In a January 2011 address to the Environmental Protection Agency (EPA) Office of Civil Rights, Holder cited a 2005 report based on EPA data which showed that African Americans were almost 80 percent more likely than whites to live near hazardous industrial pollution sites. He said:
“In 2011, the burden of environmental degradation still falls disproportionately on low-income communities and communities of color.... This is unacceptable. And it is unconscionable. But through the aggressive enforcement of federal environmental laws in every community, I believe that we can—and I know that we must—change the status quo.”
In 2011, Holder's Justice Department pushed to maximize Democratic voter turnout for the 2012 elections by filing “motor voter” suits across the country, complaining that state agencies were not circulating voter-registration forms in social service agencies. By contrast, the Justice Department made no effort to enforce another section of the law requiring states purge voter rolls of dead persons and ineligible felons.
In late May 2012, Holder's DOJ ordered the state of Florida to halt its efforts to identify and purge its voter rolls of non-citizens. The DOJ’s lead civil-rights lawyer said that his Department had not yet determined whether Florida's efforts "neither have the purpose nor will have the effect of discriminating on account of race, color, or membership in a language minority group."
Florida did not back down. “We have an obligation to make sure the voter rolls are accurate and we are going to continue forward and do everything that we can legally do to make sure than ineligible voters cannot vote,” said Chris Cate, a spokesman for Florida Secretary of State Ken Detzner. “We are firmly committed to doing the right thing and preventing ineligible voters from being able to cast a ballot. We are not going to give up our efforts to make sure the voter rolls are accurate.”
Earlier in 2012 Secretary Detzner had worked with Florida’s Department of Motor Vehicles to identify more than 2,600 people who were registered to vote despite being non-citizens at the time they applied for a driver’s license. Further, Detzner said that earlier efforts by his agency had identified 182,000 voters who were non-citizens by comparing voter rolls and driver’s-license databases. Detzner also revealed that he and his staff had been refused access by the Department of Homeland Security (DHS) to the federal database containing more up-to-date immigration and citizenship information. In other words, the DHS would not assist Florida in its effort to be as non-discriminatory as possible, even as Holder's DOJ insisted that Florida was engaging in discrimination.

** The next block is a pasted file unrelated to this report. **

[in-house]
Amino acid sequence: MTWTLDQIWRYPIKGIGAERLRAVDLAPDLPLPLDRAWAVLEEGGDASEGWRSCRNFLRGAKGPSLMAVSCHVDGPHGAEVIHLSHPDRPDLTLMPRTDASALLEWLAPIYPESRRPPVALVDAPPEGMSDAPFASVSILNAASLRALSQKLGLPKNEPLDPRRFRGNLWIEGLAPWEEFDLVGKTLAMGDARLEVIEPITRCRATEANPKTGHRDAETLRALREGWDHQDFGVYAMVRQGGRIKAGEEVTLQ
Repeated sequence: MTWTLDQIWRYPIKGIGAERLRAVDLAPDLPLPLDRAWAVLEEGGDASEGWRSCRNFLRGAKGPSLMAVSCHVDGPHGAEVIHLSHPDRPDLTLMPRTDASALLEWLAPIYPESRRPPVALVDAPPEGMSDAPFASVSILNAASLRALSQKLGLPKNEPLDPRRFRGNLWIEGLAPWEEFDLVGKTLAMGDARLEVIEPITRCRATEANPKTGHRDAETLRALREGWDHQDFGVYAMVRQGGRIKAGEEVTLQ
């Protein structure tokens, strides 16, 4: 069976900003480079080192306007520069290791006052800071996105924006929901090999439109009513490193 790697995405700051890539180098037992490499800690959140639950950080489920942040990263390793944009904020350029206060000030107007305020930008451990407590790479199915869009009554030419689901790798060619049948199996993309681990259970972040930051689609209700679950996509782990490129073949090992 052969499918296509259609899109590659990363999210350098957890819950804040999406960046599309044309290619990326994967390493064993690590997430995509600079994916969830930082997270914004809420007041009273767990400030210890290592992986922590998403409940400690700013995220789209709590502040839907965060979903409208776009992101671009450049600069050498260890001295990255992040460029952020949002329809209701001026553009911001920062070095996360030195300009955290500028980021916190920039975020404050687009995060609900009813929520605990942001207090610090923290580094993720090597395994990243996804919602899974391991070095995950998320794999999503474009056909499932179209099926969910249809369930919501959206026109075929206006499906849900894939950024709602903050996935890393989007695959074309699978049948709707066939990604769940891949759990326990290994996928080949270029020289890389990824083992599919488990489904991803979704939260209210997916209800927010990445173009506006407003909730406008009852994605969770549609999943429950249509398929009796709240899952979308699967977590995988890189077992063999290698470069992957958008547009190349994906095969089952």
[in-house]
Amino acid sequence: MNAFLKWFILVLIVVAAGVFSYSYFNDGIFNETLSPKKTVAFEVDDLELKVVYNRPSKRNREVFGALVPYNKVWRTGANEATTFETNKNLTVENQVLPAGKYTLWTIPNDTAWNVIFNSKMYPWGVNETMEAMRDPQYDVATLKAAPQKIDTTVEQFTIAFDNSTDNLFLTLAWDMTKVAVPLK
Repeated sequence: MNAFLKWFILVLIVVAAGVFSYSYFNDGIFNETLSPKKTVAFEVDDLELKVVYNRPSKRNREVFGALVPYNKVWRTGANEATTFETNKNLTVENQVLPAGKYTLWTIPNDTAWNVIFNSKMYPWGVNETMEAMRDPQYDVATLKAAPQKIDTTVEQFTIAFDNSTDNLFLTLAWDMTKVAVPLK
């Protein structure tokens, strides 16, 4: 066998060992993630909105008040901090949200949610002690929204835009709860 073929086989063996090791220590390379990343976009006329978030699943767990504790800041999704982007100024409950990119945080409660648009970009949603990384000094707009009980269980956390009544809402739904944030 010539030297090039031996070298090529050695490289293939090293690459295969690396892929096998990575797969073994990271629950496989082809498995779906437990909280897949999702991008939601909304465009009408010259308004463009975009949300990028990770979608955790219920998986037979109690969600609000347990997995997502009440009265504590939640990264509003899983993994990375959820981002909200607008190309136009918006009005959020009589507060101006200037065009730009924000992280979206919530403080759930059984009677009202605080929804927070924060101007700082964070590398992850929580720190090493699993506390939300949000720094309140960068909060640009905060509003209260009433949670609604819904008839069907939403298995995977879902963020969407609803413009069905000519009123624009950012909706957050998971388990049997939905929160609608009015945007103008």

Also in Florida, some 53,000 dead registered voters had been discovered when the state compared voter rolls to federal Social Security files for the first time—as a result of the passage of an election law by the GOP-controlled legislature.
When Florida failed to comply with Holder's demand that it stop purging the voter rolls of dead people and non-citizens, the DOJ on June 12, 2012 filed a lawsuit against Florida.
Also as of June 2012, DOJ had already filed suit against both Texas and South Carolina for enacting voter photo ID statutes; yet a 6-3 ruling by the United States Supreme Court in 2008 had already upheld the right of a state (in that case, Indiana) to require such identification for voting. Thus the DOJ suit implied that Holder and company believe each state must file individual suits to achieve the same right.
In a July 2010 column for PJ Media, former DOJ Voting Section attorney J. Christian Adams had written: “In November 2009, the entire Voting Section was invited to a meeting with Deputy Assistant Attorney General Julie Fernandes…to discuss Motor Voter enforcement decisions. The room was packed with dozens of Voting Section employees when she made her announcement regarding the provisions related to voter list integrity: ‘We have no interest in enforcing this provision of the law. It has nothing to do with increasing turnout, and we are just not going to do it.’”
As U.S. Attorney General, Holder, who contends that nearly one in four black people lack photo identification, has consistently opposed efforts to pass voter-ID laws designed to combat voter fraud. According to Holder, such laws—which either took effect or became pending in 11 states between 2008 and 2012—have the effect of disenfranchising nonwhite minorities. “It is time to ask: What kind of nation and what kind of people do we want to be?” Holder said in a December 2011 speech condemning voter ID. “Are we willing to allow this era—our era—to be remembered as the age when our nation’s proud tradition of expanding the franchise ended?”
In a May 2012 meeting of the Congressional Black Caucus and black church leaders, Holder said that during the preceding two years, the Justice Department had challenged “two dozen state laws and executive orders from more than a dozen states that could make it significantly harder for many eligible voters to cast ballots in 2012.″ Added Holder: